An interesting and fairly recent technology that is starting to be appropriated for educational purposes is Augmented Reality (AR). It is an augmentation of our ‘real’ physical word displayed on the screen of a computer, laptop or mobile device. By taking the live input of a webcam, the computing device and AR software then processes and analyses the incoming data, adding additional digital layers (computer graphics) over the top, displayed to the user onscreen, and all in real-time. In this way, AR is an enhancement of reality and not a replacement, which is in fact an older technology Virtual Reality (VR).
AR apps can be downloaded for mobile devices, such as Wikitude for iphones which displays information about the user’s surroundings, essentially acting as a live computer generated information guide on the street level.
By relaying information from an online database(s), from the ‘cloud’, and attaching it intelligently and accordingly to what is around us, AR offers what seems like almost limitless augmentation possibilities. One intriguing example of how AR apps can quickly innovate building on what has gone before is Streetmuseum, created by the Museum of London where locations around the city are augmented on the user’s phone with historical information.
Wordlens is an app for iphones, offering language learning opportunities as it reads and translates text that the phone’s camera is pointed at both ways (presently between Spanish and English and French to English). CamTranslater is a similar app for android phones, although with fifty different languages, and is also being marketed at travellers for on-the-spot translation of menus, signs, product packaging etc.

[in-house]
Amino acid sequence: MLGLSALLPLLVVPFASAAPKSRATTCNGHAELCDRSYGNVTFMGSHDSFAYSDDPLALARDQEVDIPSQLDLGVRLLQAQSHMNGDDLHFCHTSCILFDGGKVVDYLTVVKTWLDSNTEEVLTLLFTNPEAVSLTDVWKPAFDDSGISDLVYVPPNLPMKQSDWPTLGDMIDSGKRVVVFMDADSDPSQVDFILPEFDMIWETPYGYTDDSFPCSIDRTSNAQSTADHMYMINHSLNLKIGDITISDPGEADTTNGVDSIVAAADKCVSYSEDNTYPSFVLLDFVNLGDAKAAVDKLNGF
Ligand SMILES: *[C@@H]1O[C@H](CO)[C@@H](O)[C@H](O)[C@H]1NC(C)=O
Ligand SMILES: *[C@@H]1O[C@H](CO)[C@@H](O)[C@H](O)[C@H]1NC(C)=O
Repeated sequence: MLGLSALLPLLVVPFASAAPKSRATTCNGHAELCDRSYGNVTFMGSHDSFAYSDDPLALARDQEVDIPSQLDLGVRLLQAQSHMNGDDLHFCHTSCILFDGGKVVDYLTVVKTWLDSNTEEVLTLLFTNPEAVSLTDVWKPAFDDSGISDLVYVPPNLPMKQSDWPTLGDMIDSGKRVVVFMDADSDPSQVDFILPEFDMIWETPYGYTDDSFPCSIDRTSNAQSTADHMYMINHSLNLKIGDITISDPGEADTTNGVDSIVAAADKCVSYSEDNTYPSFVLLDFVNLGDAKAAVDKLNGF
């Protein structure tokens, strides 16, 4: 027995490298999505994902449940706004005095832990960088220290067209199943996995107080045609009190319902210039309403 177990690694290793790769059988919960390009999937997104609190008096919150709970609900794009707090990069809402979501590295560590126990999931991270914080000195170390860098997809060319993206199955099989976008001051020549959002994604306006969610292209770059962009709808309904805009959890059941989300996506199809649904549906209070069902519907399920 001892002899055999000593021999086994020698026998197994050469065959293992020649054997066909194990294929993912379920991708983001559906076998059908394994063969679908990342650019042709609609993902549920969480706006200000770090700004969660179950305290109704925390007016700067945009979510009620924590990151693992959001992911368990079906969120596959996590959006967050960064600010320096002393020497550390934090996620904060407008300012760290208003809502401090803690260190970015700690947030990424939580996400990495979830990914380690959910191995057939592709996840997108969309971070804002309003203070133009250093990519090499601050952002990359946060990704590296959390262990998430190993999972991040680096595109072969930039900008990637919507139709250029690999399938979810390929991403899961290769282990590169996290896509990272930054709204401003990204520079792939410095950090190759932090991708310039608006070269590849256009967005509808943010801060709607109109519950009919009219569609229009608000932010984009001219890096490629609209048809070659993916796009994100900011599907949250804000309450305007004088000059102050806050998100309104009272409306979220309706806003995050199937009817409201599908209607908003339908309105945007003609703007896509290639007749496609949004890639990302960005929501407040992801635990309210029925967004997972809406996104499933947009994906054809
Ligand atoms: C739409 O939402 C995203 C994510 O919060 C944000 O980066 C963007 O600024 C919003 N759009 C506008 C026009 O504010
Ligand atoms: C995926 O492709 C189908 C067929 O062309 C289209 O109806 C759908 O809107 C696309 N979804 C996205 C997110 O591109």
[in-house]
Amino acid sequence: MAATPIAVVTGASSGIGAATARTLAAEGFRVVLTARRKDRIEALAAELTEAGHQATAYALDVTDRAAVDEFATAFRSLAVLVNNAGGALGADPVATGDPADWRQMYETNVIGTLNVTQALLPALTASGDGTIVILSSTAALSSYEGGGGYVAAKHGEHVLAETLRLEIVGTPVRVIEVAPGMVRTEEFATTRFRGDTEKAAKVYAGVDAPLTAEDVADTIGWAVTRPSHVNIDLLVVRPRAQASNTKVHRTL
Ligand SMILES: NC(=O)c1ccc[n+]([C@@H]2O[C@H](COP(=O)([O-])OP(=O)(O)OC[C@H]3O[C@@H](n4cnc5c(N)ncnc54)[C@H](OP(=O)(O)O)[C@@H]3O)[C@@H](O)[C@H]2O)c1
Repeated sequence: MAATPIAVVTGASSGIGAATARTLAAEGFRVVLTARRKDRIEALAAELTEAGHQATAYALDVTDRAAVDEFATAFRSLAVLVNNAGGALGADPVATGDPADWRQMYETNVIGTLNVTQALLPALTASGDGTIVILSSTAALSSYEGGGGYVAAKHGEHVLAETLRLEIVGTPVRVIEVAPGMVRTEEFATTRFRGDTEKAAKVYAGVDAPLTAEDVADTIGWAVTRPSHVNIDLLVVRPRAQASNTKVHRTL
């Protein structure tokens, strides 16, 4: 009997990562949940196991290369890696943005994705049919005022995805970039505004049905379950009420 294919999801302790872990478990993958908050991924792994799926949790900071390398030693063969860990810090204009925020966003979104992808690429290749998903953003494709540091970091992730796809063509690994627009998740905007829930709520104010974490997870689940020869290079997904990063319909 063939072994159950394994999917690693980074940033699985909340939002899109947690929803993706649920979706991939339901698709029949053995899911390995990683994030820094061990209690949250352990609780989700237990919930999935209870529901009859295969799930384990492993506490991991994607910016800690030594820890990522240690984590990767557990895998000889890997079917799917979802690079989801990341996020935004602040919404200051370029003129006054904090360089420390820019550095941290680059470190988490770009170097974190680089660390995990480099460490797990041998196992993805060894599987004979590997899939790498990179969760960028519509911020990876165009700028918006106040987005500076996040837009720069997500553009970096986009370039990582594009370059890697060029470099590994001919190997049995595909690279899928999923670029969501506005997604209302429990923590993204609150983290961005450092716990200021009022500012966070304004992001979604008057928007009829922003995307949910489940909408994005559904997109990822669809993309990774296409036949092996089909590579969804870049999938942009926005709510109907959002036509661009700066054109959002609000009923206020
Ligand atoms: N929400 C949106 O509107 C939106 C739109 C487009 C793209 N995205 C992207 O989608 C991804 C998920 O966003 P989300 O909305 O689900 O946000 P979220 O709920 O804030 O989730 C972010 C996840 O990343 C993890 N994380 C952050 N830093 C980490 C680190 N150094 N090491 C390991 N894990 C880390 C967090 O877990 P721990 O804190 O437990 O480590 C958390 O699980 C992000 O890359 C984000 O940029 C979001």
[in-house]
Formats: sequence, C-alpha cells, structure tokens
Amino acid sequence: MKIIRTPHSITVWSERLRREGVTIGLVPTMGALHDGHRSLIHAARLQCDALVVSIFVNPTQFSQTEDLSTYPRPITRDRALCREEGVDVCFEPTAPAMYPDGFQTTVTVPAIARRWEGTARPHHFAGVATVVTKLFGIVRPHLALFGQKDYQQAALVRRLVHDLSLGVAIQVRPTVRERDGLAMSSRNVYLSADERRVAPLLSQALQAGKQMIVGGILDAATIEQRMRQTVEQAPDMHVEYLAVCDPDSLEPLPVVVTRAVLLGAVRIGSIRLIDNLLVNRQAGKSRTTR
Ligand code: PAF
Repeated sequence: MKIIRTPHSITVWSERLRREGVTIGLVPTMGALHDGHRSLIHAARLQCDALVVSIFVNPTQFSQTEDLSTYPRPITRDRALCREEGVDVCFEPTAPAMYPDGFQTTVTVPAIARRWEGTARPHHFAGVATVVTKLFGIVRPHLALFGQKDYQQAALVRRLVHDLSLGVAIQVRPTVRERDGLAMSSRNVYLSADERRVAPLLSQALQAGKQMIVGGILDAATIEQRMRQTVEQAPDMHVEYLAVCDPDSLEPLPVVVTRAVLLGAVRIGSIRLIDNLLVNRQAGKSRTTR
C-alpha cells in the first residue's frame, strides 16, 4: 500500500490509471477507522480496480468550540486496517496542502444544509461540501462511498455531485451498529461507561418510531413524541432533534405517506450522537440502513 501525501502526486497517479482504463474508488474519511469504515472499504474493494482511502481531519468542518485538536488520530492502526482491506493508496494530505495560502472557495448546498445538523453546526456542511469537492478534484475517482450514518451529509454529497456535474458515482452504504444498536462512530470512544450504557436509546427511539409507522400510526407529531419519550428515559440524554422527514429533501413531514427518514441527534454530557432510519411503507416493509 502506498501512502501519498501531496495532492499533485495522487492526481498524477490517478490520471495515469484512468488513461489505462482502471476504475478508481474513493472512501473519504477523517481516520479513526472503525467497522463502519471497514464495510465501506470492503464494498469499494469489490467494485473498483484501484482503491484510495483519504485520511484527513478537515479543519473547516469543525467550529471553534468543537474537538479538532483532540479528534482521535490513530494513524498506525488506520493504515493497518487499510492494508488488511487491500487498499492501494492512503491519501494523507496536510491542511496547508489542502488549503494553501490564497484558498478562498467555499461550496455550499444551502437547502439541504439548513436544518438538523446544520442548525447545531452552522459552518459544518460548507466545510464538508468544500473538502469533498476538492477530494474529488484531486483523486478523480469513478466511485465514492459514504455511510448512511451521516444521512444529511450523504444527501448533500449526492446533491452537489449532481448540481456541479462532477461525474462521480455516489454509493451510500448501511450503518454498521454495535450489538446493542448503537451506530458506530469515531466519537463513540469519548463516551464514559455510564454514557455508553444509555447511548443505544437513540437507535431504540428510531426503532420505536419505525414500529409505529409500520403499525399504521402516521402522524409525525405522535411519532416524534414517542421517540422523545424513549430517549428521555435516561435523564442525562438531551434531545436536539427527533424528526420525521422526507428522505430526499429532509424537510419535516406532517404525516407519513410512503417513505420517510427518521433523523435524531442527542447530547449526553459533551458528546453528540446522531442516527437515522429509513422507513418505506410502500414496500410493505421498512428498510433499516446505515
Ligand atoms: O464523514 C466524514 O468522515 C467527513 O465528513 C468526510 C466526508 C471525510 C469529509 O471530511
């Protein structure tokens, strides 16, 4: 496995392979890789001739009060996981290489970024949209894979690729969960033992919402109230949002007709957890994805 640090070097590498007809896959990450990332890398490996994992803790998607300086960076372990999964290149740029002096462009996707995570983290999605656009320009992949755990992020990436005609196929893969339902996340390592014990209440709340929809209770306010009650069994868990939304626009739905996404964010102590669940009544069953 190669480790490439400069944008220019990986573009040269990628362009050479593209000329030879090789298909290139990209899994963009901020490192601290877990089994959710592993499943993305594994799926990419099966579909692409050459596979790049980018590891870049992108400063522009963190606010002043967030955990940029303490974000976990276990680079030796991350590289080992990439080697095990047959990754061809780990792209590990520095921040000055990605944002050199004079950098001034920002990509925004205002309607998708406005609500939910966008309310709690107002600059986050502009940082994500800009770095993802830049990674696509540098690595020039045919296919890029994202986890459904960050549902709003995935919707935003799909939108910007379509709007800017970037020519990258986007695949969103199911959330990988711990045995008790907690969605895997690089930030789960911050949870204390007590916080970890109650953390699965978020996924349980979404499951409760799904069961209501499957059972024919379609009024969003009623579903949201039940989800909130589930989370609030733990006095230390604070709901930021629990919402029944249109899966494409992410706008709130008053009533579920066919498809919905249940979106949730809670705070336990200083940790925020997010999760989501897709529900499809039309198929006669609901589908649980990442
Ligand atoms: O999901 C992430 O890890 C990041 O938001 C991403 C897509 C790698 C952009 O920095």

These types of AR apps as well as the ‘street modifying’ apps mentioned above, can be used by students when out and about, resulting in the everyday world around us presenting many exciting opportunities for learning. In this way, and in terms of materials, reality and its digital augmentation is the material and springboard for language learning activities.
There is some interesting discussion of AR and English language teaching on Nik Peachey’s and David Read’s blogs:
I have collected various videos from YouTube and published them within a Delicious stack, showing Augmented Reality in use within education and early moves into ELT.
One or two particularly stood out for me, and which are a different use of AR from the mobile apps mentioned previously. Paper printouts can be tracked by a computer’s webcam, and a digital image then appears on-screen (again in real-time) augmenting the user’s immediate reality in front of the computer. An innovative example of this for beginner level English language learners has recently been developed by ‘Letters Alive’. Here, a teacher or students use a number of cards, which work with AR software and webcam to build sentences in any way that they wish. On screen or on an interactive whiteboard, the cards produce colourful augmented animated images also with sounds, and according to the sequence of the cards within the sentence being built, real-time changes will occur.